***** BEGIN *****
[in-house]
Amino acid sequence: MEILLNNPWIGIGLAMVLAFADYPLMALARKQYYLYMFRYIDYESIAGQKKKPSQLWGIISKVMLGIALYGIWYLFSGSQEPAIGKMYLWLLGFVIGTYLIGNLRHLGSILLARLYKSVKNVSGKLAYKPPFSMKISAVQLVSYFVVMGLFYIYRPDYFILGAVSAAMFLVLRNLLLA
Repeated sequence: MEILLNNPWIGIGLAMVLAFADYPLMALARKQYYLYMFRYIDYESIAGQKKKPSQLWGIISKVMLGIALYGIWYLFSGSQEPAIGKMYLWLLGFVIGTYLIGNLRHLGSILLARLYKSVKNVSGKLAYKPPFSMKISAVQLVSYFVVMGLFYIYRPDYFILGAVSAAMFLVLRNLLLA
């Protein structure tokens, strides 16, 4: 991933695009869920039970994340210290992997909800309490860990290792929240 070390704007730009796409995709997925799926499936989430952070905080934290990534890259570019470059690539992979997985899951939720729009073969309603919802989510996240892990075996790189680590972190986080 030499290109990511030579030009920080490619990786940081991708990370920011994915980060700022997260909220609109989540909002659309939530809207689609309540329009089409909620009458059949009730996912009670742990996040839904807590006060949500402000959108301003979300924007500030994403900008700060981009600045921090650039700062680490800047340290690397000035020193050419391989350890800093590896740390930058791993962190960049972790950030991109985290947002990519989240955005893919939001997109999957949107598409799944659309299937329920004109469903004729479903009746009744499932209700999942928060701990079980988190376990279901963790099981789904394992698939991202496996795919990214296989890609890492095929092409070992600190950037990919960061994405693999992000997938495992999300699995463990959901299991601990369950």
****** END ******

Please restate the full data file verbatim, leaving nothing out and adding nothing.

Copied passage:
[in-house]
Amino acid sequence: MEILLNNPWIGIGLAMVLAFADYPLMALARKQYYLYMFRYIDYESIAGQKKKPSQLWGIISKVMLGIALYGIWYLFSGSQEPAIGKMYLWLLGFVIGTYLIGNLRHLGSILLARLYKSVKNVSGKLAYKPPFSMKISAVQLVSYFVVMGLFYIYRPDYFILGAVSAAMFLVLRNLLLA
Repeated sequence: MEILLNNPWIGIGLAMVLAFADYPLMALARKQYYLYMFRYIDYESIAGQKKKPSQLWGIISKVMLGIALYGIWYLFSGSQEPAIGKMYLWLLGFVIGTYLIGNLRHLGSILLARLYKSVKNVSGKLAYKPPFSMKISAVQLVSYFVVMGLFYIYRPDYFILGAVSAAMFLVLRNLLLA
């Protein structure tokens, strides 16, 4: 991933695009869920039970994340210290992997909800309490860990290792929240 070390704007730009796409995709997925799926499936989430952070905080934290990534890259570019470059690539992979997985899951939720729009073969309603919802989510996240892990075996790189680590972190986080 030499290109990511030579030009920080490619990786940081991708990370920011994915980060700022997260909220609109989540909002659309939530809207689609309540329009089409909620009458059949009730996912009670742990996040839904807590006060949500402000959108301003979300924007500030994403900008700060981009600045921090650039700062680490800047340290690397000035020193050419391989350890800093590896740390930058791993962190960049972790950030991109985290947002990519989240955005893919939001997109999957949107598409799944659309299937329920004109469903004729479903009746009744499932209700999942928060701990079980988190376990279901963790099981789904394992698939991202496996795919990214296989890609890492095929092409070992600190950037990919960061994405693999992000997938495992999300699995463990959901299991601990369950």